Using Near Infrared Technologies to Enhance Precision Management of Rice Crops- Link (January 2007)

Bowman, A Ciavarella, S Blakeney, A

2007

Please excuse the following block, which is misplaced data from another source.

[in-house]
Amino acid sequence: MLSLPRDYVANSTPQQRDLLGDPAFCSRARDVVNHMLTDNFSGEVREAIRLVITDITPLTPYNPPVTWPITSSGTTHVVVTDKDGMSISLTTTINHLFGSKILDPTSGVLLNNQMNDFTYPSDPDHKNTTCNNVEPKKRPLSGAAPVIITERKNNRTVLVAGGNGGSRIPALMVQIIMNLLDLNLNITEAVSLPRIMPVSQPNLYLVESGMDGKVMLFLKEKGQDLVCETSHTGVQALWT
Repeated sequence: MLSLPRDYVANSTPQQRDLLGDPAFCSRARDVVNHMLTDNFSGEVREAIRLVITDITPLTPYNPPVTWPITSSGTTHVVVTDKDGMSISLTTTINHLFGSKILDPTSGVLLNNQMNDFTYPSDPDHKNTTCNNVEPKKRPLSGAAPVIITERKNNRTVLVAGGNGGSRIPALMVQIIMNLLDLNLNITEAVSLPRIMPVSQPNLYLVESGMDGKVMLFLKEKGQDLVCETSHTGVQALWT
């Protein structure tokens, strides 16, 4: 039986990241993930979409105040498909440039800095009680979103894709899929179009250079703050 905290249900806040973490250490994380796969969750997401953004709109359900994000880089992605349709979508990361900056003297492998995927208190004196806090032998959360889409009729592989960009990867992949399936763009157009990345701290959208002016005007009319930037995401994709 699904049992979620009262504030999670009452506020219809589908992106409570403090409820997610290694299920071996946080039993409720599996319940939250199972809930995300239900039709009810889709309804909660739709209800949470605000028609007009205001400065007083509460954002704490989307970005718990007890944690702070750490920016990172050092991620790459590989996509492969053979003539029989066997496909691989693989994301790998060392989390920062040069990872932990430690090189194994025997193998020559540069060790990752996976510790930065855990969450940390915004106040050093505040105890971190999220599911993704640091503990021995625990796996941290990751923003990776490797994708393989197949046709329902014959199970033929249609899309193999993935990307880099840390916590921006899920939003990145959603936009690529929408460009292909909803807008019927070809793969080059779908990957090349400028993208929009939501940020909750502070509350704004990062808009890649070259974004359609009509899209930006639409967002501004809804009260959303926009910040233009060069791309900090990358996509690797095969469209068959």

This RIRDC report presents the results of an evaluation of sensors which could increase the precision of variable crop fertilization. The aims of this project were to provide: an evaluation of the potential of available airborne scanning NIR sensors to determine variations in dry matter and shoot composition (eg Nitrogen and starch) across rice crops. The project also aimed to provide an understanding of the limitations of fresh tissue analysis by airborne NIR sensors calibrations for nutrients in fresh rice tissue for use in interpreting data obtained from airborne NIR sensors a basis on which to keep the Tissue Testing Service in line with the latest technology. The method used for the project included reflectance spectra from a range of rice genotypes, crop ages and densities and from common weed species were collected during the growing season using above crop scanners (hand held, airborne and satellite borne). The spectra were then used to develop calibrations for actual shoot biomass, nitrogen (N) and nitrogen uptake (N_uptake) in fresh shoots. The spectra were also used to generate a library of signals for actual shoot biomass, nitrogen and other constituents and to identify weeds and unhealthy areas in crops. An NIR specialists enabled them to effectively handle the bit-map data generated by red green blue (RGB) and infra-red camera sensors to establish if existing camera data can also be of use for crop nutrient and density prediction. The key findings were a preliminary calibrations on remotely sensed spectra of rice crops, with correlations of approximately 0.85, were established for % N and N_uptake.